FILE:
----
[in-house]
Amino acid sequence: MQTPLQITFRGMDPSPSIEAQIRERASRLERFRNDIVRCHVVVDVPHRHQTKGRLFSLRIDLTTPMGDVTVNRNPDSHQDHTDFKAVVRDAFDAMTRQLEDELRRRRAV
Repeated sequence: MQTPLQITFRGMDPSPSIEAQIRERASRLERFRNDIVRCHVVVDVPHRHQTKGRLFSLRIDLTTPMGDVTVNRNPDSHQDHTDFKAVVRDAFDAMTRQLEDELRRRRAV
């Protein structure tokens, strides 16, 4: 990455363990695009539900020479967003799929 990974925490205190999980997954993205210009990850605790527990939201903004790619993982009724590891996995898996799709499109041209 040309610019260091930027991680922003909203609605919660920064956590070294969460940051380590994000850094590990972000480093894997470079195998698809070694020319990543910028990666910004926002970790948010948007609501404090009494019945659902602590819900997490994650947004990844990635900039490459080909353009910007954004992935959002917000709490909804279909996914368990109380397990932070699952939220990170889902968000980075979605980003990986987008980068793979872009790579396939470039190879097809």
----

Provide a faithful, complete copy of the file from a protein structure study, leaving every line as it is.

[in-house]
Amino acid sequence: MQTPLQITFRGMDPSPSIEAQIRERASRLERFRNDIVRCHVVVDVPHRHQTKGRLFSLRIDLTTPMGDVTVNRNPDSHQDHTDFKAVVRDAFDAMTRQLEDELRRRRAV
Repeated sequence: MQTPLQITFRGMDPSPSIEAQIRERASRLERFRNDIVRCHVVVDVPHRHQTKGRLFSLRIDLTTPMGDVTVNRNPDSHQDHTDFKAVVRDAFDAMTRQLEDELRRRRAV
């Protein structure tokens, strides 16, 4: 990455363990695009539900020479967003799929 990974925490205190999980997954993205210009990850605790527990939201903004790619993982009724590891996995898996799709499109041209 040309610019260091930027991680922003909203609605919660920064956590070294969460940051380590994000850094590990972000480093894997470079195998698809070694020319990543910028990666910004926002970790948010948007609501404090009494019945659902602590819900997490994650947004990844990635900039490459080909353009910007954004992935959002917000709490909804279909996914368990109380397990932070699952939220990170889902968000980075979605980003990986987008980068793979872009790579396939470039190879097809």